A Wisconsin utility wants to install some novel pollution control technology on one of its power plants. Wisconsin Public Service wants to install ReACT – or Regenerative Activated Coke Technology – on its Weston 3 power plant, in order to reduce some emissions by more than 90 percent. “Under the new environmental regulations and those being considered, it would make it difficult for Weston 3 to remain viable, and operating enough to be efficient and economical unless we do these upgrades,” said utility spokesman Kerry Spees.
This would be the first time that Regenerative Activated Coke Technology would be used commercially in the U.S. “It’s been successfully used in Japan for many, many years,” he said. “It’s been successfully tested in the United states, but it’s never been installed on a plant for commercial operation.”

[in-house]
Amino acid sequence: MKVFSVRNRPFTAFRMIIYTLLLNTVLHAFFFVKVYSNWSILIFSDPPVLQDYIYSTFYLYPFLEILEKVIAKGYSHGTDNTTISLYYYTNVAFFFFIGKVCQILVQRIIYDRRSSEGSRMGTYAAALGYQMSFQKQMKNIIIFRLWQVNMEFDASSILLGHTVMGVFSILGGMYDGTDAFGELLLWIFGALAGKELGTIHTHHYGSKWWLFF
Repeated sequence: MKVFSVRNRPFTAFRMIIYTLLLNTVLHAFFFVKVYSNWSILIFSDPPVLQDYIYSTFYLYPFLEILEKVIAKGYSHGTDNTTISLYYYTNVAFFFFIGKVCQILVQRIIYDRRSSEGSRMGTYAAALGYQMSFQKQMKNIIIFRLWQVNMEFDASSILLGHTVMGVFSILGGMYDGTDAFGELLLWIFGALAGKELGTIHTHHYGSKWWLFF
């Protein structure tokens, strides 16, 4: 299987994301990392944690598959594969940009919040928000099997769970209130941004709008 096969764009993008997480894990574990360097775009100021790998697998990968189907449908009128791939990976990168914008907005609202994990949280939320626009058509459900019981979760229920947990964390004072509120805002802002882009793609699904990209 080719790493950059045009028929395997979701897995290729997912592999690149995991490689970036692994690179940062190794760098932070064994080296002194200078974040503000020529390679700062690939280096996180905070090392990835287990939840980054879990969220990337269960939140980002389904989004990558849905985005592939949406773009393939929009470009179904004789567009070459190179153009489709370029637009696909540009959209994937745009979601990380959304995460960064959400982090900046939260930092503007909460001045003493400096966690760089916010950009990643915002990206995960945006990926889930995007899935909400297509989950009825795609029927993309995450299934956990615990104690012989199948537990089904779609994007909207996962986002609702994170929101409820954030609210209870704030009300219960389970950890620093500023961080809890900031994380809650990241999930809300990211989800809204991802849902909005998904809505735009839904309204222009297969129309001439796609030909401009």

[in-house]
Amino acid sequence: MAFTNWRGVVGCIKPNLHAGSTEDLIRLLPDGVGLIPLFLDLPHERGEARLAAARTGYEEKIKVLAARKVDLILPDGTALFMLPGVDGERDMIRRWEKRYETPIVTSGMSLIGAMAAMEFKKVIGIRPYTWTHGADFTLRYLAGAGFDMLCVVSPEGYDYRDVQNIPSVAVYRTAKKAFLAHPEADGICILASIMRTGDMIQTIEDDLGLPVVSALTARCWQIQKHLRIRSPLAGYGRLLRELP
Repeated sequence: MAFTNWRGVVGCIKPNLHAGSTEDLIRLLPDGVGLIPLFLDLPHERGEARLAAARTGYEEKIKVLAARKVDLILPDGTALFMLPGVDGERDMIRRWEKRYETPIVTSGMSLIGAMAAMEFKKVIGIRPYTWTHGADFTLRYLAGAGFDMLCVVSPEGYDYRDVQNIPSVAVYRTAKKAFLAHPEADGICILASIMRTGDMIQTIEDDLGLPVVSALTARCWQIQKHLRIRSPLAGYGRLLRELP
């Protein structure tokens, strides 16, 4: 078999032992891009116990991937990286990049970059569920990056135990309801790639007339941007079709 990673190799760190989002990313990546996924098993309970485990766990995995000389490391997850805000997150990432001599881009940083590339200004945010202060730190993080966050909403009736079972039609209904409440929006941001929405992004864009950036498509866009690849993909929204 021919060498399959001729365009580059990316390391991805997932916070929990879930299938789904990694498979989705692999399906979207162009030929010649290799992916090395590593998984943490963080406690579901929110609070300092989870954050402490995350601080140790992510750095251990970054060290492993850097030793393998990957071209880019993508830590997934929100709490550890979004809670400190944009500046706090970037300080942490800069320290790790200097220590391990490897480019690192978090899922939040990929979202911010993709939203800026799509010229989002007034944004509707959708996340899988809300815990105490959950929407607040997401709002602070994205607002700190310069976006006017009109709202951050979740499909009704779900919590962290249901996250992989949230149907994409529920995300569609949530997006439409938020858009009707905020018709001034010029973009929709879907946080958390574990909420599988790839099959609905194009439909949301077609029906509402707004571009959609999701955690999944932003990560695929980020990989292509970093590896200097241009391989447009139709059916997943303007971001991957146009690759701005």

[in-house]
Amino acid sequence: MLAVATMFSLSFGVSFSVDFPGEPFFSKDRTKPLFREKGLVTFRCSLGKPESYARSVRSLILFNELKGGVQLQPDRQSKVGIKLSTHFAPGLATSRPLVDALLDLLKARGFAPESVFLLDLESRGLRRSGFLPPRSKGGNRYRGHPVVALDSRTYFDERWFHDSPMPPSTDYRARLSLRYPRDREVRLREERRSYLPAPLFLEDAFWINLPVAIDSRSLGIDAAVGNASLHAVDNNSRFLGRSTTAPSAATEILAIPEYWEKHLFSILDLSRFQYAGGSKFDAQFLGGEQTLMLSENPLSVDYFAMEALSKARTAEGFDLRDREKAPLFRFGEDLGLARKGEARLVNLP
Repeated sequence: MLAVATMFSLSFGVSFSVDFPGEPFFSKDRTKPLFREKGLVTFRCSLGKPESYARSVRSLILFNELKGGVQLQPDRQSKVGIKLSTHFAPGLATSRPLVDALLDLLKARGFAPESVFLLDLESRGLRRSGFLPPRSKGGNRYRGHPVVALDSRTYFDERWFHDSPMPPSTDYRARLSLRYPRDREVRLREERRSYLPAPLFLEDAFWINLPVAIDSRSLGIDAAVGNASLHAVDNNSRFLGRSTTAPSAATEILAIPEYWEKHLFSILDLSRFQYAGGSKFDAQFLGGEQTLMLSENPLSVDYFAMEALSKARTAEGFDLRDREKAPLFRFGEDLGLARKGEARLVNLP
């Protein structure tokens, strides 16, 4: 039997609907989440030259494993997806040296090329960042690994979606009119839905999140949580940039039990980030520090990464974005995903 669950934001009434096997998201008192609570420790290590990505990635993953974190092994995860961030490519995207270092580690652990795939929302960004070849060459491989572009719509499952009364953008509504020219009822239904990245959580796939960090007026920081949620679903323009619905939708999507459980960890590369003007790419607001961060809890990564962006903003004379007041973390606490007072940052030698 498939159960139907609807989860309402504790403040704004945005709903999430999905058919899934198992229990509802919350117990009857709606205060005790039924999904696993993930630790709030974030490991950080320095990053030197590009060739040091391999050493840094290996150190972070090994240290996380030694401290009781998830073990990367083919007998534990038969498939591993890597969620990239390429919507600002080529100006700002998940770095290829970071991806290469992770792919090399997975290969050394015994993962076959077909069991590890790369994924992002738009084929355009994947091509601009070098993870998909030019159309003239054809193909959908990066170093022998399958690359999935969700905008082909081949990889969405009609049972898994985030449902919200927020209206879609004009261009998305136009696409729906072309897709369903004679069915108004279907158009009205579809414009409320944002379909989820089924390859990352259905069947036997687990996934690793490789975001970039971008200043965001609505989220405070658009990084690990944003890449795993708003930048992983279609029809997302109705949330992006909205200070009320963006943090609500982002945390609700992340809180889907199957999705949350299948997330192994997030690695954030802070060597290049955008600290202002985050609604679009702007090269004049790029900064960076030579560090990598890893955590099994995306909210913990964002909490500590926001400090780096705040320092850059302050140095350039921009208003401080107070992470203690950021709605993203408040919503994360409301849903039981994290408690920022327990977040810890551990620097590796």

The utility is asking the state Public Service Commission for a certificate of authority for the $250-million dollar project, which Spees said could have a major impact on the central Wisconsin economy. “If we get the green light, at the peak of construction we’ll probably see about 220 jobs,” he said, adding that the project is expected to take up to three and a-half years to complete. WPS customers will likely see their bills go up three dollars a month, starting in 2016 to pay for the project.
Matt Lehman, WSAU